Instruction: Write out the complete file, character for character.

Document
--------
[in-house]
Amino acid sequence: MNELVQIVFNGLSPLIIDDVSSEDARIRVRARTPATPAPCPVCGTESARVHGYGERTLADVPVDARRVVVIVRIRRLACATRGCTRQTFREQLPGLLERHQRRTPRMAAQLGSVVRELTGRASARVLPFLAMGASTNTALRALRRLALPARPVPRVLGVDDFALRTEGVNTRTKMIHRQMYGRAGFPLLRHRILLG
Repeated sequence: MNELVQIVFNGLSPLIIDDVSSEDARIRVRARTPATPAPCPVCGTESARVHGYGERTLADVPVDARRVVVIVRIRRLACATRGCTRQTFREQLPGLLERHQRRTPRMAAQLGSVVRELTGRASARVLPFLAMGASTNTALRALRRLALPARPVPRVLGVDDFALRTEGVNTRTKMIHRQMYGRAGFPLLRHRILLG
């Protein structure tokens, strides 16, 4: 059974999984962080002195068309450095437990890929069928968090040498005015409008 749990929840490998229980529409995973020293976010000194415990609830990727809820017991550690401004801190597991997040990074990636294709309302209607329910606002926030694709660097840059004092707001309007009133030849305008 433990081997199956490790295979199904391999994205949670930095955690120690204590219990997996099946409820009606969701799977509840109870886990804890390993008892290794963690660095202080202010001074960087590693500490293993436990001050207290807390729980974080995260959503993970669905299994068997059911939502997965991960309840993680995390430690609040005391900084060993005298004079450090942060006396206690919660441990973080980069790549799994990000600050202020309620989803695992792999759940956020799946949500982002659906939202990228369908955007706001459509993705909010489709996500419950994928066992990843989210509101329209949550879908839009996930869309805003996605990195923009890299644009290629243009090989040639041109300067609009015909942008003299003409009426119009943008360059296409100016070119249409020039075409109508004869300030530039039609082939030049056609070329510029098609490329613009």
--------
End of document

[in-house]
Amino acid sequence: MNELVQIVFNGLSPLIIDDVSSEDARIRVRARTPATPAPCPVCGTESARVHGYGERTLADVPVDARRVVVIVRIRRLACATRGCTRQTFREQLPGLLERHQRRTPRMAAQLGSVVRELTGRASARVLPFLAMGASTNTALRALRRLALPARPVPRVLGVDDFALRTEGVNTRTKMIHRQMYGRAGFPLLRHRILLG
Repeated sequence: MNELVQIVFNGLSPLIIDDVSSEDARIRVRARTPATPAPCPVCGTESARVHGYGERTLADVPVDARRVVVIVRIRRLACATRGCTRQTFREQLPGLLERHQRRTPRMAAQLGSVVRELTGRASARVLPFLAMGASTNTALRALRRLALPARPVPRVLGVDDFALRTEGVNTRTKMIHRQMYGRAGFPLLRHRILLG
């Protein structure tokens, strides 16, 4: 059974999984962080002195068309450095437990890929069928968090040498005015409008 749990929840490998229980529409995973020293976010000194415990609830990727809820017991550690401004801190597991997040990074990636294709309302209607329910606002926030694709660097840059004092707001309007009133030849305008 433990081997199956490790295979199904391999994205949670930095955690120690204590219990997996099946409820009606969701799977509840109870886990804890390993008892290794963690660095202080202010001074960087590693500490293993436990001050207290807390729980974080995260959503993970669905299994068997059911939502997965991960309840993680995390430690609040005391900084060993005298004079450090942060006396206690919660441990973080980069790549799994990000600050202020309620989803695992792999759940956020799946949500982002659906939202990228369908955007706001459509993705909010489709996500419950994928066992990843989210509101329209949550879908839009996930869309805003996605990195923009890299644009290629243009090989040639041109300067609009015909942008003299003409009426119009943008360059296409100016070119249409020039075409109508004869300030530039039609082939030049056609070329510029098609490329613009």